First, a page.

Post-Exam Thoughts: GCSE Chemistry C3 – 24 May 2012


I’ve never regarded Chemistry as one of my fortes, though I’ve been surprised to see how well I have done at it throughout the GCSE AQA Science course (I’ve dropped fewer marks in it that any other subject).

Almost exactly a year ago, after sitting the C2 module, I wrote “I managed my time well, left no question undone, and had confidence in the answers I gave”. After seeing how hard I found today’s paper, my reaction couldn’t be more different. I was sporadic in the way I went about tackling the paper, jumping between the overall questions in a bid to ensure I didn’t leave any of the easy ones out, before eventually starting on the harder ones.

ALL NOW REDUNDANT: The Chemistry books and past papers that littered my floor last night can now be tidied away. (IMG_3363)

It’s not that I hadn’t revised: as for all of my subjects, in recent weeks and months Chemistry has had a large amount of my time (and an equally large amount of my mum’s!) devoted to it. Yet by last night I was still unsure of titration calculations, tests for negative ions, and exact ideas behind the forming of the periodic table. Going over my notes over and over again certainly helped, but my lack of understanding let me down on a number of questions this morning.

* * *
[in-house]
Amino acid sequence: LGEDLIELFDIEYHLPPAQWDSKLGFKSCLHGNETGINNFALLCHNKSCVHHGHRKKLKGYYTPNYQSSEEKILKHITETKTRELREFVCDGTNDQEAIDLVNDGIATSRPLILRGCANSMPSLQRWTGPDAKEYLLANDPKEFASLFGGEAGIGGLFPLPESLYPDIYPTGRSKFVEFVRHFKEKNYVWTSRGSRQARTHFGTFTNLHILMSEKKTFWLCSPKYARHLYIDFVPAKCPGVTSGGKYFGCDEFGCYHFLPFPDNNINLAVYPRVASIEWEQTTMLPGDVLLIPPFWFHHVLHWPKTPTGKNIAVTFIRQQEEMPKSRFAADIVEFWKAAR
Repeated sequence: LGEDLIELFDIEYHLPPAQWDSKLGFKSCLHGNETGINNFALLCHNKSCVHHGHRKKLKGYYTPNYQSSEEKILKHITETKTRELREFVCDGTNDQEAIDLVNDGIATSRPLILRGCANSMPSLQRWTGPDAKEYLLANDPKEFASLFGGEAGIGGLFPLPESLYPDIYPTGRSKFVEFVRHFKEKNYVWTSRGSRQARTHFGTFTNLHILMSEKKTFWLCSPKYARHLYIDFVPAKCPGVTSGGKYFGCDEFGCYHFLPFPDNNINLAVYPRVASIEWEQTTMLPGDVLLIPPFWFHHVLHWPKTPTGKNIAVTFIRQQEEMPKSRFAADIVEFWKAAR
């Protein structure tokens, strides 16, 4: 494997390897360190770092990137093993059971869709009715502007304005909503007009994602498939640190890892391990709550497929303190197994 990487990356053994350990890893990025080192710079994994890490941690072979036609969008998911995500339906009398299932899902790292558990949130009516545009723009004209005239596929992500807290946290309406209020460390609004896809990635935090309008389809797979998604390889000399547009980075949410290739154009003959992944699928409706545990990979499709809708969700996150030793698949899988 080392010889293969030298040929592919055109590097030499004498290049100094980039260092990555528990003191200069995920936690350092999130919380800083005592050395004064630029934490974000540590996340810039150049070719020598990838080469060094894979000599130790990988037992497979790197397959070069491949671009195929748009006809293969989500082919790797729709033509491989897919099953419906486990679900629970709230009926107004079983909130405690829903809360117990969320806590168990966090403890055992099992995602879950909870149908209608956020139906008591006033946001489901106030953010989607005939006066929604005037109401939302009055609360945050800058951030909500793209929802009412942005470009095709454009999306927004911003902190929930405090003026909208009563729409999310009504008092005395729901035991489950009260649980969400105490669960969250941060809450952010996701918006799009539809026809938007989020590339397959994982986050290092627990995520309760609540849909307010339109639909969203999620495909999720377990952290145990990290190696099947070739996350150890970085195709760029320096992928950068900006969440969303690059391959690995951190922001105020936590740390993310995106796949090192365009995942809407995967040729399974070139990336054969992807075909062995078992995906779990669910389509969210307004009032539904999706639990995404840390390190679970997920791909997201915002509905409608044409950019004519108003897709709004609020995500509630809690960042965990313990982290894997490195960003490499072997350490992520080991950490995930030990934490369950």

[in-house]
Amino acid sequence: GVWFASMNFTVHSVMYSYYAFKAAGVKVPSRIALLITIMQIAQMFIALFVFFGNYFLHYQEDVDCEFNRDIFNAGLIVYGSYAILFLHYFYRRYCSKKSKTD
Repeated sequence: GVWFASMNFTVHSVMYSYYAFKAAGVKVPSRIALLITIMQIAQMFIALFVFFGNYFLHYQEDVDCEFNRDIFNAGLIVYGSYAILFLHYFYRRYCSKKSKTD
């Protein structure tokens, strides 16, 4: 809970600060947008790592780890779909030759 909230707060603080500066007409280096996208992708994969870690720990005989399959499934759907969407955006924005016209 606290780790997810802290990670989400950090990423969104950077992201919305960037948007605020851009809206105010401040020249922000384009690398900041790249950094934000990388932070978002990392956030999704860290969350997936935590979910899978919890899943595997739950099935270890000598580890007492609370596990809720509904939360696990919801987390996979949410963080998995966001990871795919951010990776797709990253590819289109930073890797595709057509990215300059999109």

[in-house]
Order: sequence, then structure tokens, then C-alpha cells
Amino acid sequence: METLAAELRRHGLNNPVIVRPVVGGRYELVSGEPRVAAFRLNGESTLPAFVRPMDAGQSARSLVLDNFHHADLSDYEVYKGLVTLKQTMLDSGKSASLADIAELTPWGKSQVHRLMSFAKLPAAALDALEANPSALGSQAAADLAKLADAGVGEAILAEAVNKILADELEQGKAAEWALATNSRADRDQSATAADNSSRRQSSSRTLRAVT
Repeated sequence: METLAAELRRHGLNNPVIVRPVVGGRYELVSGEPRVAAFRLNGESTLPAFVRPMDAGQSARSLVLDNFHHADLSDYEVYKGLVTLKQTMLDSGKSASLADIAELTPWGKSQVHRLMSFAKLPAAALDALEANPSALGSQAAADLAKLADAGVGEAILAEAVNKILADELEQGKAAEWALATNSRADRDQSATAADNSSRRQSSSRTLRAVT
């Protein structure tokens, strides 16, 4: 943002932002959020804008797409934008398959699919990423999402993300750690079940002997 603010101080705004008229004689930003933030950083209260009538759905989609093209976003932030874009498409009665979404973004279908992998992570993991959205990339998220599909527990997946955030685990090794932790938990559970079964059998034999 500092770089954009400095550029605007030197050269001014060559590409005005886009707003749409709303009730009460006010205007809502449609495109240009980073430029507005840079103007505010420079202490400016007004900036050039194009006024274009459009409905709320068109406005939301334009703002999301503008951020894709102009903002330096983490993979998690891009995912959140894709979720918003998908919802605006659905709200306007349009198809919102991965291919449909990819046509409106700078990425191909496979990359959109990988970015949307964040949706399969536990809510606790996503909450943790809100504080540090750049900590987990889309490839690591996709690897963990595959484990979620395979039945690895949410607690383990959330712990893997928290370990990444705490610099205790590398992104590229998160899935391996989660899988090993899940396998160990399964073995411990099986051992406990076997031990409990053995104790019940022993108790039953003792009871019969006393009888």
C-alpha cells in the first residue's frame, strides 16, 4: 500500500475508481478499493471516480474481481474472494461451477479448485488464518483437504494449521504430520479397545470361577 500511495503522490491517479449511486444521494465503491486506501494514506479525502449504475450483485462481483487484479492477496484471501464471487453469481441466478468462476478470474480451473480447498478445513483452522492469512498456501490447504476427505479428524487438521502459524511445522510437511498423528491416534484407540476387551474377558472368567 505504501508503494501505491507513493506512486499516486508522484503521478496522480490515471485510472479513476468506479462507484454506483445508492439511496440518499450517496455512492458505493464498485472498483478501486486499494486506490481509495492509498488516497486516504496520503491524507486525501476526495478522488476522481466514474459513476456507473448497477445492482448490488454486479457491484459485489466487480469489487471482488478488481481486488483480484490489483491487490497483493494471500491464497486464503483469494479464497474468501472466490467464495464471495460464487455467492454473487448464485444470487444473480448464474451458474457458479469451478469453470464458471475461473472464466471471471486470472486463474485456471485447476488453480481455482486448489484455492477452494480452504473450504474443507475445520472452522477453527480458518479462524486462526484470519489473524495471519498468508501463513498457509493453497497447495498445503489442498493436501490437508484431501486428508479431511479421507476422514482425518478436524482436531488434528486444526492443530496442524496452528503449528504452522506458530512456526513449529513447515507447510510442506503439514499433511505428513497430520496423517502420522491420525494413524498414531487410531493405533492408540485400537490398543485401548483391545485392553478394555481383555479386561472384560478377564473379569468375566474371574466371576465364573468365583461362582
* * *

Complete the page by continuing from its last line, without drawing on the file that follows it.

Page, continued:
“Question 5 – Name one new technology to identify elements.

“er… the ion identify-o-matic 3000.”

totally gunna pass chemistry”

— Pippa Robinson, Facebook post, 24 May 2012

At one point, having looked at my past results, I was seriously considering taking Chemistry at A-Level. I am glad that I decided not to: it’s a subject that seems to me (I appreciate the fact that I am wrong here) to have aspects that are just irrelevant to day-to-day life. Yes, the result of chemical research has saved many millions of lives (and indeed ended many others), but do we really need to know about a sugar refinery worker?

It’s nice to have finished my studies in the subject.

Andrew Burdett

Andrew Burdett is a 20-year-old from Maidenhead in Berkshire. A self-professed "lover of life", he enjoys a busy calendar of activities and engagements. With regular involvement in the Scout Association and his church, he was made Head Boy in his final year at school. After a gap-year spent as a Teaching Assistant at a local junior school, he is now half-way through his Journalism Studies degree at the University of Sheffield. In his spare time, he swims, reads, and enjoys writing about himself in the third-person.